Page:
Studying these cells could lead to new treatments for diseases ranging from gastrointestinal disease to diabetes.
Award-winning actor Jeremiah Kissel will portray Nobel laureate Richard Feynman (S.B. 1939) in a staged reading of "QED," a play inspired by Feynman's writings, in Room 10-250 on Thursday, Jan. 30 at 7 p.m. Admission is free.
The reading will be followed by a panel discussion featuring friends and collaborators of Feynman. The panelists are author Ralph Leighton, bongo drummer Tom Rutishauser, Professor Marvin Minsky of the Program in Media Arts and Sciences, and MIT science historian David Kaiser, an assistant professor in the Program in Science, Technology and Society.
Feynman (1928-1988), who shared the 1965 Nobel Prize in physics for his work in quantum electrodynamics (QED), is known for his work on the atomic bomb and his simple solution to the puzzle of the Challenger explosion. He also was a practical joker and eccentric who played the bongo drums and was fascinated by Tuva, a mountain country adjacent to Mongolia.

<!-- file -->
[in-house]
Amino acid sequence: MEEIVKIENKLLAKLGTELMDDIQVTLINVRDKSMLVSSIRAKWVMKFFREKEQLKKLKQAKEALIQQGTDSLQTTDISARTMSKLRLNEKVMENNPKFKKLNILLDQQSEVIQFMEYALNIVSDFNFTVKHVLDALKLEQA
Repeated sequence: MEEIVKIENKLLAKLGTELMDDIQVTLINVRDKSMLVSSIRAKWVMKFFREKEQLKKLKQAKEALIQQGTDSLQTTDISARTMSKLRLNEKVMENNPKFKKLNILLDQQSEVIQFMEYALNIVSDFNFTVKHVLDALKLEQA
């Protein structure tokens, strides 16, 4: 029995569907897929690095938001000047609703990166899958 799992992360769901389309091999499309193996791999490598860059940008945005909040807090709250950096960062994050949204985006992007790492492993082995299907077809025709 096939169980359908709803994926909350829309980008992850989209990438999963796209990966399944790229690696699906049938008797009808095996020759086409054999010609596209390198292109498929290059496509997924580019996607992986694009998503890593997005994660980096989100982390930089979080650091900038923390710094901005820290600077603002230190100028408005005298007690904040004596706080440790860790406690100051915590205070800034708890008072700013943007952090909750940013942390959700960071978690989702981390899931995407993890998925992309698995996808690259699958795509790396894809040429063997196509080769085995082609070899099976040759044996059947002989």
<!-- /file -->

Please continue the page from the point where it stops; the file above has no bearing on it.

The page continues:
Leighton--co-author of "Surely You're Joking, Mr. Feynman!" and "What Do You Care What Other People Think?"--will do a book signing after the event.
Toscanini's will serve free scoops of a parfait of Earl Grey Tea ice cream with lemon sorbet and sweet creme. According to Tosci's owner, Gus Rancatore, the flavor was inspired by the following anecdote from "Surely You're Joking, Mr. Feynman!"
"I go through the door, and there are some ladies, and some girls, too. It's all very formal and I'm thinking about where to sit down and should I sit next to this girl, or not, and how should I behave, when I hear a voice behind me.
"'Would you like cream or lemon in your tea, Mr Feynman?' It's Mrs. Eisenhart, pouring tea. 'I'll have both, thank you,' I say, still looking for where I'm going to sit, when suddenly I hear 'Heh-heh-heh-heh-heh. Surely you're joking, Mr Feynman!'"
For additional information, call 253-2341.
A version of this article appeared in MIT Tech Talk on January 29, 2003.